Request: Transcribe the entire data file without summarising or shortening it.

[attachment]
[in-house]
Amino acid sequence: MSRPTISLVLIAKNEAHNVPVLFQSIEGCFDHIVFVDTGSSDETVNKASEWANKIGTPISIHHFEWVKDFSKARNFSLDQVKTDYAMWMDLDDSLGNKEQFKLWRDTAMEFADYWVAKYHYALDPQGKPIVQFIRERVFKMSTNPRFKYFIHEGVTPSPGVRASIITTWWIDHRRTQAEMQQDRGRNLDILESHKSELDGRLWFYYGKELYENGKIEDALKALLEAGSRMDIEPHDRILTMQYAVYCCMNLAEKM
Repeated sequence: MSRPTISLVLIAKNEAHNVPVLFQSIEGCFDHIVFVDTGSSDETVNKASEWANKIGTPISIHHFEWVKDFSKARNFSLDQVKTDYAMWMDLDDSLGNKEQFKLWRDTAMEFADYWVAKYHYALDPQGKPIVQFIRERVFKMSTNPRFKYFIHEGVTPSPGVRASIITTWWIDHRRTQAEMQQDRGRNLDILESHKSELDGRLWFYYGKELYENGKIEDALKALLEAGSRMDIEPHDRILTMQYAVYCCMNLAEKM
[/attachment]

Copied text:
[in-house]
Amino acid sequence: MSRPTISLVLIAKNEAHNVPVLFQSIEGCFDHIVFVDTGSSDETVNKASEWANKIGTPISIHHFEWVKDFSKARNFSLDQVKTDYAMWMDLDDSLGNKEQFKLWRDTAMEFADYWVAKYHYALDPQGKPIVQFIRERVFKMSTNPRFKYFIHEGVTPSPGVRASIITTWWIDHRRTQAEMQQDRGRNLDILESHKSELDGRLWFYYGKELYENGKIEDALKALLEAGSRMDIEPHDRILTMQYAVYCCMNLAEKM
Repeated sequence: MSRPTISLVLIAKNEAHNVPVLFQSIEGCFDHIVFVDTGSSDETVNKASEWANKIGTPISIHHFEWVKDFSKARNFSLDQVKTDYAMWMDLDDSLGNKEQFKLWRDTAMEFADYWVAKYHYALDPQGKPIVQFIRERVFKMSTNPRFKYFIHEGVTPSPGVRASIITTWWIDHRRTQAEMQQDRGRNLDILESHKSELDGRLWFYYGKELYENGKIEDALKALLEAGSRMDIEPHDRILTMQYAVYCCMNLAEKM